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Leavitt Calls Out Manchester Schools, Pappas Over Parental Rights

Standing outside the Manchester School District office, GOP congressional candidate Karoline Leavitt called out the city’s schools and her Democratic opponent over the issue of parental rights.

“Far left Democrats, including my opponent (U.S. Rep.) Chris Pappas, do not believe that parents have a fundamental right to know when their child is expressing concerns over their gender status at school,” Leavitt said. She was surrounded by supporters waving “Moms for Karoline” signs.

Leavitt was responding to a recent ruling by Hillsborough Superior Court Judge Amy Messer rejecting a Manchester mother’s demand she be told about her child’s behavior at school regarding gender identity. District policy forbids teachers and employees from informing parents if children adopt a different gender or engage in related behavior while at school.

Messer ruled that parents ultimately do not have the right to direct how their children are educated in public schools.

Leavitt said if elected she would push for a federal parents’ bill of rights.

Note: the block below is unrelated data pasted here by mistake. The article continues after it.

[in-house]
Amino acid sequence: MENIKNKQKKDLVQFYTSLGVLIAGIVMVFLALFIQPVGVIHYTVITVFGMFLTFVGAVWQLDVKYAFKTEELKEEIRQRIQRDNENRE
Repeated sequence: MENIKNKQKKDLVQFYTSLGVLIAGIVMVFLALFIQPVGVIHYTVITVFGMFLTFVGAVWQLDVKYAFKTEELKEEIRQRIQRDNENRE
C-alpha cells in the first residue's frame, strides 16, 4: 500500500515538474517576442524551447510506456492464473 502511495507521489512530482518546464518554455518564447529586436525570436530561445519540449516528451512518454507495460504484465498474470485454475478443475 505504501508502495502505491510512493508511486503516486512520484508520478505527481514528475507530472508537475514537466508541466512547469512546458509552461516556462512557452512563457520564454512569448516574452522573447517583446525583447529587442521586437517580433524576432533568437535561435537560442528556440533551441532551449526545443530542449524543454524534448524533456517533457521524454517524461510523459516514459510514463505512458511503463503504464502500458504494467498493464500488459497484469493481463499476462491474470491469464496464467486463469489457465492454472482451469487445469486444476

“Parents have an inalienable right to know what’s going on in their child’s classroom, and in Congress, I will proudly support legislation to enact a federal parental bill of rights,” Leavitt said. “I will always ensure that Granite State moms and dads feel heard at the highest level of our government. That is why I am here today, and I will always put parents over politicians.”

Manchester School District spokesman Andrew Toland declined to comment on Leavitt’s remarks, saying the lawsuit is still potentially pending. After Messer dismissed the lawsuit, the mother’s attorney Richard Lehmann told NHJournal he plans to appeal to the state Supreme Court.

Leavitt said the district’s policy is based on the false assumption that parents will automatically harm their LGBTQ+ identifying children and will not seek to do what is in the true best interest of their child.

“I spoke directly and personally with the mother who filed this lawsuit,” Leavitt said. “You know what she told me? She told me, ‘I may have lost my daughter. My daughter may have taken her own life if I was not accidentally informed that she was expressing concerns over her gender at school.’ She said, ‘Who would’ve been responsible then if my sweet innocent child lost and took her own life? She was expressing concerns over her emotional and mental health crying out for help to these teachers,’” Leavitt said.